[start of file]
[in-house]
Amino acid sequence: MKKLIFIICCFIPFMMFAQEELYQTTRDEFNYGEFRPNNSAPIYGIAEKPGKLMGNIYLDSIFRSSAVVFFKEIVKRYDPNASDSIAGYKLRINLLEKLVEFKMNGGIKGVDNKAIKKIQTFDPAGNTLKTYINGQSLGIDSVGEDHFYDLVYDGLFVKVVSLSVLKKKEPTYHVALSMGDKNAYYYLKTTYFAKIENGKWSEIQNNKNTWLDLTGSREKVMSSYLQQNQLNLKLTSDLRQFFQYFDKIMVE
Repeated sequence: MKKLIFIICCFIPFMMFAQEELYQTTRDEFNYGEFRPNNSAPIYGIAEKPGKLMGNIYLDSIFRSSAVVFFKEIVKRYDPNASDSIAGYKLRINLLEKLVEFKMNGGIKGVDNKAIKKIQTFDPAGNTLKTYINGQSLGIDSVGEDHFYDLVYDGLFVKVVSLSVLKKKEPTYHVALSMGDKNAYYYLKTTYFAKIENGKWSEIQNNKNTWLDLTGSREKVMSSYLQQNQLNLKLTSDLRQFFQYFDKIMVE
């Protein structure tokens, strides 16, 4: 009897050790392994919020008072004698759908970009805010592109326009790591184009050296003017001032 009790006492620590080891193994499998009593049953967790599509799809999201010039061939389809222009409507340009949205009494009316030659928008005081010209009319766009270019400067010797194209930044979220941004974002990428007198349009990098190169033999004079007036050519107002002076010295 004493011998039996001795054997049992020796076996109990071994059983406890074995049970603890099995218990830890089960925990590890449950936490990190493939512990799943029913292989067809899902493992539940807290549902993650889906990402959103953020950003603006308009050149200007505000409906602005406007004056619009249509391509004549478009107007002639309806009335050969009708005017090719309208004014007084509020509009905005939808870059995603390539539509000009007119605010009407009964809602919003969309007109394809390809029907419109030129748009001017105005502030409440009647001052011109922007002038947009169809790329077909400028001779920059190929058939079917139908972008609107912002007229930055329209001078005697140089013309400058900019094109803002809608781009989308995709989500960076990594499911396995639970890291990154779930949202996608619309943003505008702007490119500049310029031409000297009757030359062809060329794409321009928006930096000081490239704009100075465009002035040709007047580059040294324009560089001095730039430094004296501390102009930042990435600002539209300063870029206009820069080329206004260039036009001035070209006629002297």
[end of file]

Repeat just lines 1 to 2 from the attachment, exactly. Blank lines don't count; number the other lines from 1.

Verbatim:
[in-house]
Amino acid sequence: MKKLIFIICCFIPFMMFAQEELYQTTRDEFNYGEFRPNNSAPIYGIAEKPGKLMGNIYLDSIFRSSAVVFFKEIVKRYDPNASDSIAGYKLRINLLEKLVEFKMNGGIKGVDNKAIKKIQTFDPAGNTLKTYINGQSLGIDSVGEDHFYDLVYDGLFVKVVSLSVLKKKEPTYHVALSMGDKNAYYYLKTTYFAKIENGKWSEIQNNKNTWLDLTGSREKVMSSYLQQNQLNLKLTSDLRQFFQYFDKIMVE